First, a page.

( National Highway Traffic Safety Administration, Traffic Safety Facts 2003, Washington, DC, 2004)

We're worried about deaths in Iraq? We lost more people in one year just walking down the street than the entire war so far!

We've built our entire society around the automobile; around the idea that accelerating 2 tons of steel to human killing speeds through the places we live and work is acceptable. It's quite literally killing us.

For a better article about Allen (yup, mentions helmets..) read this one:

Get out on your bike this week. Take the lane. Let a car or two know you're there.

Cellular Neutrality

My friends and I were recently chatting about cellular service providers. AT&T seems like it's going to be in control of the next generation of iPhone and we were comparing their plans. The scary thing we find is the nasty tendency to nickel and dime you for all kinds of services that, when you boil them down, are nothing but bits over a wire.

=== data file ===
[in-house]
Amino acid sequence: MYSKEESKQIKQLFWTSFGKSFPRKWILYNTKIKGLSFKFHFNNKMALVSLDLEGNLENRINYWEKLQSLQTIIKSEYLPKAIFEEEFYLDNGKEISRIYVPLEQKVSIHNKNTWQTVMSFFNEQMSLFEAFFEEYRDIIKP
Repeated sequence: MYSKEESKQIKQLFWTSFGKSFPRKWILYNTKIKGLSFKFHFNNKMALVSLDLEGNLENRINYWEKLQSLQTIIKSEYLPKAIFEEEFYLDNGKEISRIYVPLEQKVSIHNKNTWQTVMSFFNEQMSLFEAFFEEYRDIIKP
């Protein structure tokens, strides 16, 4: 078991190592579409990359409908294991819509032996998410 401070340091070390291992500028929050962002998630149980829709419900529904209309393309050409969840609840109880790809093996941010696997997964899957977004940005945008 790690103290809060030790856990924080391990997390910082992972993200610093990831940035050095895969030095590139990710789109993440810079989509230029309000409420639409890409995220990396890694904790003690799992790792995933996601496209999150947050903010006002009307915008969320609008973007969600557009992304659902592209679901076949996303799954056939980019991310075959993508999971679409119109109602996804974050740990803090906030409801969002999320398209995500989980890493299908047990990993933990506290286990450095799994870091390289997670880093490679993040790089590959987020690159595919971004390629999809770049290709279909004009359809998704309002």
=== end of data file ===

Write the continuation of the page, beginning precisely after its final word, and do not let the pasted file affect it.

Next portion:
Distrusting Experts...

Here is a nice little piece about when and why to distrust expert opinion.

REPOST: Linux is a toy.

This is one of the longer posts I've made regarding Linux's viability as a Windows replacement. I've edited it a bit from the original for things that have changed since then:

Linux is a toy. A powerful toy. An-almost-infinitely-customizable toy. But a toy nonetheless. I say this because the people who use it do so because they enjoy fiddling around with config files. Even if they actually like using it--and of course they do--using it requires one to fiddle with config files in ways that one would only know how to do if he enjoyed learning about such things. I'm sorry, but that is a tiny subset of the computer-using public. Most people don't want to fiddle with things to get them to work or use weird, off-brand knockoff software developed by groups of people who do it as a hobby. It is a toy.